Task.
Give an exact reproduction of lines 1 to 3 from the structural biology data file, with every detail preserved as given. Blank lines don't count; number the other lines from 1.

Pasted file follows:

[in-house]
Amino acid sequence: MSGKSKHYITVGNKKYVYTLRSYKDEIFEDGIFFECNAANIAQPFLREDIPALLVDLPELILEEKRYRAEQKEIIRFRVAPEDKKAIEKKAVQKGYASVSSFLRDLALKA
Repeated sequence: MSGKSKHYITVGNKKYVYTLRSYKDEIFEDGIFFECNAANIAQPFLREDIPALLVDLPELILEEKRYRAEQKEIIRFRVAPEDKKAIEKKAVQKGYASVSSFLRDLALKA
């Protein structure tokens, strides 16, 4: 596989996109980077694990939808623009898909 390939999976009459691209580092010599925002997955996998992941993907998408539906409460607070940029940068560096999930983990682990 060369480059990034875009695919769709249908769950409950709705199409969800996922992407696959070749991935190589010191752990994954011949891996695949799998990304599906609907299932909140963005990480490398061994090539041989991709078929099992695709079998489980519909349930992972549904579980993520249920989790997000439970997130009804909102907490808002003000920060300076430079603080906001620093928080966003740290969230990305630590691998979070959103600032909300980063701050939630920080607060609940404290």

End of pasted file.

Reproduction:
[in-house]
Amino acid sequence: MSGKSKHYITVGNKKYVYTLRSYKDEIFEDGIFFECNAANIAQPFLREDIPALLVDLPELILEEKRYRAEQKEIIRFRVAPEDKKAIEKKAVQKGYASVSSFLRDLALKA
Repeated sequence: MSGKSKHYITVGNKKYVYTLRSYKDEIFEDGIFFECNAANIAQPFLREDIPALLVDLPELILEEKRYRAEQKEIIRFRVAPEDKKAIEKKAVQKGYASVSSFLRDLALKA